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religion exist without feeling, for all thought implies feeling; and there can be no feeling without thought. To be conscious of emotion is to know ourselves as its subject, and something not ourselves as its cause or object; and the feeling will in its quality correspond to the qualities which thought has predicated of its cause. No man can have a feeling of dependence who has not conceived himself as dependent on something, or conceived Some One as existing on whom he depends. Nor can religion be apart from conscience, for conscience is the unity of knowledge and feeling, the knowledge of the difference between acts and the qualities of acts, and the feeling of obligation to do acts that are of a given kind or have a certain quality. And so a relation such as is realized in religion is exactly the kind that supplies conscience with its law."-Fairbairn, page 201.

But, unhappily, mankind has not been able to preserve this philosophical poise of all faculties in religious practice. No account is taken here of the inherent moral weakness of our nature. As a matter of fact, religion has been separated from morals through all the ages and among all nations. In every heathen nation under heaven the same thing is true today; and it is also true to a very alarming extent even among the civilized and Christian nations. Every scholar knows how degrading were the demoralizing rites observed at the temples of the gods of Greece and Rome. The same thing is true today in India, China and Japan, to say nothing of the horrible orgies practiced by the heathen in "darkest Africa." The cruel waste of child life and the brutal degradation of women, as a matter of religion, in Mohammedan and heathen countries is sufficient to prove the terrible indictment that religion and morals have been fatally separated among all races of mankind. Nor may we close our eyes to the bitter persecutions endured by Christians in Armenia and elsewhere today under the fanatical zeal of a benighted and brutish religious fatalism.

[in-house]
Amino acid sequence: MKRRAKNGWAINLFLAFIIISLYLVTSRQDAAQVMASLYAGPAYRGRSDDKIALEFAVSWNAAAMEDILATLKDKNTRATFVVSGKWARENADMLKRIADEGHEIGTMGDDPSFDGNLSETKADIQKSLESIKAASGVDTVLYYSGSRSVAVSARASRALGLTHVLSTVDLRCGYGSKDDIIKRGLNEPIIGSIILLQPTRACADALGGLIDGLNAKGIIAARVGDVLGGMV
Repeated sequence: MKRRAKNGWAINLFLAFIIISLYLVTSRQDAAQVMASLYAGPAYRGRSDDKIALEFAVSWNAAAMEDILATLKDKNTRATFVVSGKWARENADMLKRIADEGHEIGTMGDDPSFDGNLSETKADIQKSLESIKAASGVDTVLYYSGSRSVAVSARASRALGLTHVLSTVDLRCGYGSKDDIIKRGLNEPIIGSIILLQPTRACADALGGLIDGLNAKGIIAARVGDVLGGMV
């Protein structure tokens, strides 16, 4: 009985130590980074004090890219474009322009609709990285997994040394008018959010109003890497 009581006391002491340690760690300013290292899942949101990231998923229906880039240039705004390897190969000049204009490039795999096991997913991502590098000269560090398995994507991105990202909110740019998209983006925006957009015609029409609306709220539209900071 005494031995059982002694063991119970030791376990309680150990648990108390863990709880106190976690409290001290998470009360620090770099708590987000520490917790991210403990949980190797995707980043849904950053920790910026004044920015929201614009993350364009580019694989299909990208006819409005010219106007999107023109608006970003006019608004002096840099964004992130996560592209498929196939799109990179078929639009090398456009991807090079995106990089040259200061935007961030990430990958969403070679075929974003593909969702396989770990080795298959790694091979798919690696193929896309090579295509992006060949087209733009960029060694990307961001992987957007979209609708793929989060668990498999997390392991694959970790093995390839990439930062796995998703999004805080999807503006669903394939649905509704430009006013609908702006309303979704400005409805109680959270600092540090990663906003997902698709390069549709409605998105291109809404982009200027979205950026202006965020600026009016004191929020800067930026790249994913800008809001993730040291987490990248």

2. Here we must naturally inquire into the cause of this strange anomaly. The explanation is found in the sad fact of sin.

All religions have here found their difficulty and defeat. They could not remove the guilt, nor subdue the power, nor cure the disease of sin. Humanity, being everywhere afflicted with these